Medical treatment cannot be provided without consent.
Parents and guardians can give consent for children (under 16 years old).
If you are over 16 years old and can make your own decisions, then you can consent to your own medical treatment.
If you cannot give your own consent a doctor can get consent from someone you have a close relationship with, known as a Person Responsible.
A Person Responsible could be a guardian, substitute decision-maker, relative, friend, or day-to-day care provider.
It must be someone who knows you well.
They can then make decisions about:
- health care
- procedures and treatments
- end-of-life treatment.
They can also refuse to give consent for medical treatment.
A Person Responsible should ask for information about the benefits and risks of any treatment, and understand what refusing treatment means.
They must try to make the decision that you would have made for yourself.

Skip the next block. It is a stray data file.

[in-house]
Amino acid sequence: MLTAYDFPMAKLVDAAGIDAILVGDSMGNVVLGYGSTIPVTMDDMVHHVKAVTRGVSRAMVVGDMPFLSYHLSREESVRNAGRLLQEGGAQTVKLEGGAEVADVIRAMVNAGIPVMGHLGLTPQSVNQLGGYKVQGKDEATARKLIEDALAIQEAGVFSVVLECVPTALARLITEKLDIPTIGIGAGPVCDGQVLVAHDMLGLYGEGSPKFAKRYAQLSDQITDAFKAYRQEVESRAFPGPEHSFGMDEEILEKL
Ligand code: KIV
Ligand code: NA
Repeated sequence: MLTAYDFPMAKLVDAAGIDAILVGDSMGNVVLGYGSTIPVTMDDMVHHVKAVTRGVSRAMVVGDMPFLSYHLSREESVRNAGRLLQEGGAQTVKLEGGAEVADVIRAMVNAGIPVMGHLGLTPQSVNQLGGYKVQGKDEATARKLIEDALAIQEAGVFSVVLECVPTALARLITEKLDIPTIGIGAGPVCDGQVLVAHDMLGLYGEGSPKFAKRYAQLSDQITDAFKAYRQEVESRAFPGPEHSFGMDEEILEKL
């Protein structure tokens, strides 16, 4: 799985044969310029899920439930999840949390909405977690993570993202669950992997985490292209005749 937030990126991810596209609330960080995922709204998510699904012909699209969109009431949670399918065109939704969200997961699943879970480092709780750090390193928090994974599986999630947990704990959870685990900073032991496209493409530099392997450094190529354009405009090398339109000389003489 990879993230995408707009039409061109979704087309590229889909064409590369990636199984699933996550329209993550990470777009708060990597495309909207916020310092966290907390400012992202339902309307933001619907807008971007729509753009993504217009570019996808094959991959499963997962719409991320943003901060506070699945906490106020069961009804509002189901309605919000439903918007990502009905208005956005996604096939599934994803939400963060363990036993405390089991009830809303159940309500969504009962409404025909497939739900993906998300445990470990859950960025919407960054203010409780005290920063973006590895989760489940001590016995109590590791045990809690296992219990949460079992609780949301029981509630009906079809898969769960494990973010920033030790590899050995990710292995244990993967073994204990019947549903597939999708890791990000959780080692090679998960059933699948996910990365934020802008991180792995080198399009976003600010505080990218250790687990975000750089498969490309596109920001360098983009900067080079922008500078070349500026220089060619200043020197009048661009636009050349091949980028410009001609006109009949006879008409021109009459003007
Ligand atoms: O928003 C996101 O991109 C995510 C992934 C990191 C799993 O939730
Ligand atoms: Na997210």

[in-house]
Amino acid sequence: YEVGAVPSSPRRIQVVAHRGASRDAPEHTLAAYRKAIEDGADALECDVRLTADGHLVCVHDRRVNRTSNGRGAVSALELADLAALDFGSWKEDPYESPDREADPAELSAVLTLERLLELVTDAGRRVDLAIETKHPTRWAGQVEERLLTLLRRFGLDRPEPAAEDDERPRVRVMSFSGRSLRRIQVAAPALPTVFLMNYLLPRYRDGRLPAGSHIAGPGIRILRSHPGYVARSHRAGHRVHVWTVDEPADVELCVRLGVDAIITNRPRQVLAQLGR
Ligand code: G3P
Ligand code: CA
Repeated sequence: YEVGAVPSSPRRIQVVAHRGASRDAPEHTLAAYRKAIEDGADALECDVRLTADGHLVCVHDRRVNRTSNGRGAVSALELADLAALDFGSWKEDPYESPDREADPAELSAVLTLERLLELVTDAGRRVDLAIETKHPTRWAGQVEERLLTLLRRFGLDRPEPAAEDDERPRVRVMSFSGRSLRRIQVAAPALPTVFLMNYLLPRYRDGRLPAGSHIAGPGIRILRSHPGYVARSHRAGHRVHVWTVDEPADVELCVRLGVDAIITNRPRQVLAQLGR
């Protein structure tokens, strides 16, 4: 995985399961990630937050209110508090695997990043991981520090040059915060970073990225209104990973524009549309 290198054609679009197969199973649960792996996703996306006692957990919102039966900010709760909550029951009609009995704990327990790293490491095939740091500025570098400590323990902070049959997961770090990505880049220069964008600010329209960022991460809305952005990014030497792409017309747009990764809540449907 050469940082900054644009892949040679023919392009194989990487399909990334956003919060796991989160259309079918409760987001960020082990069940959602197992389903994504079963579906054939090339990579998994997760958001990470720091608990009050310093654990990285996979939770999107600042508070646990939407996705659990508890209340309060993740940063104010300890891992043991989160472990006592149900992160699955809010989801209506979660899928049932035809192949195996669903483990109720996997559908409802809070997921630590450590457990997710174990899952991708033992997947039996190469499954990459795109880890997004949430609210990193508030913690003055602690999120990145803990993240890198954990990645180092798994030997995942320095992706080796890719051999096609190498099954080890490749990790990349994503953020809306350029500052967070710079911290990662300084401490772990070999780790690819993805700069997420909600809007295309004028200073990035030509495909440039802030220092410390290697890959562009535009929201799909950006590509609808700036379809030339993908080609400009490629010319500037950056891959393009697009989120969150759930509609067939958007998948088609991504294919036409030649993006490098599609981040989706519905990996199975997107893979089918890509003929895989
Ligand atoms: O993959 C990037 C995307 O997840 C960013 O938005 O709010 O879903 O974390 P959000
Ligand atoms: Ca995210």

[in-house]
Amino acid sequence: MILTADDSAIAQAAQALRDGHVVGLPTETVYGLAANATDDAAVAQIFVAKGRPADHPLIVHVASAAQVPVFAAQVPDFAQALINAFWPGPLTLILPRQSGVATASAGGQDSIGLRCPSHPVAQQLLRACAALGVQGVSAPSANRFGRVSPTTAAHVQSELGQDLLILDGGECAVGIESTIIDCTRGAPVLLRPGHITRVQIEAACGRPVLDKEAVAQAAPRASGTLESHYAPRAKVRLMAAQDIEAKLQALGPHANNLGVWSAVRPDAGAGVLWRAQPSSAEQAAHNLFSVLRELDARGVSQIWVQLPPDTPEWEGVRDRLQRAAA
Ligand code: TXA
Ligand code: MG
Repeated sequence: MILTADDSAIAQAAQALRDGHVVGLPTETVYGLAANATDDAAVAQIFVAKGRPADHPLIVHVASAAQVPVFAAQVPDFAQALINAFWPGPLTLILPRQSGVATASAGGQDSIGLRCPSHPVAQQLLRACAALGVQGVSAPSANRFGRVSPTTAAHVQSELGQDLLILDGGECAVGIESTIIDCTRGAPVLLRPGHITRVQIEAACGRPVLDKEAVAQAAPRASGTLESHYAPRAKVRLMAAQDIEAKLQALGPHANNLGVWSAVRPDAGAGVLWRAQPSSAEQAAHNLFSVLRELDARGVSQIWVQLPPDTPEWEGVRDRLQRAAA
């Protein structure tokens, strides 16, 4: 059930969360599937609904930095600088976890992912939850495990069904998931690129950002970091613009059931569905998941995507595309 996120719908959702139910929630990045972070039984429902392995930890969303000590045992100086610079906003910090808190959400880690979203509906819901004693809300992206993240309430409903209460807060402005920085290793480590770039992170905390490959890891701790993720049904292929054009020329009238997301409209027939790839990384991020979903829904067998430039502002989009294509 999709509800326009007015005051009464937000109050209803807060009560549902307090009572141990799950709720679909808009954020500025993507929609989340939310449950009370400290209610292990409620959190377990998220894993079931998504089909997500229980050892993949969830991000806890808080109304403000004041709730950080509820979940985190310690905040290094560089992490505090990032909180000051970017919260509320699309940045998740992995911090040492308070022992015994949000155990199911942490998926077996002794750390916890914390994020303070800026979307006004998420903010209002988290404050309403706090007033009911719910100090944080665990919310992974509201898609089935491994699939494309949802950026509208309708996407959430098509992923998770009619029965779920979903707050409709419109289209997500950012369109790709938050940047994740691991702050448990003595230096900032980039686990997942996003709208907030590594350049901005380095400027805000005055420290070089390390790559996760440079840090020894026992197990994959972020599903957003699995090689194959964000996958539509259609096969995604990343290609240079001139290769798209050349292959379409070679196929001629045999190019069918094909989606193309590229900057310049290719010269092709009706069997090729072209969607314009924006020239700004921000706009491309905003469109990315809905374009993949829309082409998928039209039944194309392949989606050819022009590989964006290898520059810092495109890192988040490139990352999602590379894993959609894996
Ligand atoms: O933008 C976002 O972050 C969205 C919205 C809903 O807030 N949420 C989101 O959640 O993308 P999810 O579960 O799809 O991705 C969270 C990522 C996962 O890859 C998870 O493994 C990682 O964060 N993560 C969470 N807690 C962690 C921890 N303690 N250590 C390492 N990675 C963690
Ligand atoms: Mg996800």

A Person Responsible cannot consent to:
- termination of pregnancy
- Electroconvulsive Therapy (ECT)
These are called Prescribed Treatments. Consent for these procedures can only be given by the South Australian Civil and Administrative Tribunal (SACAT).
A Person Responsible cannot insist that a doctor continue treatment where there is no real possibility of recovery.
If there is no Person Responsible
If there is no Person Responsible who can give consent:
- SACAT can give consent for once-off treatment.
- SACAT can appoint a guardian to make health decisions.
- Two doctors can give an opinion together about emergency, life-saving treatment.
Quick questions about consent to medical treatments
A Person Responsible can give consent for medical treatment - as long as there is no conflict or opposition from the person.
Yes. A Person Responsible can consent to palliative care or make the decision to withdraw treatment.
In these cases, SACAT may need to make a Guardianship Order.
This order may also need to include Section 32 Special Powers to force the person to undergo treatment.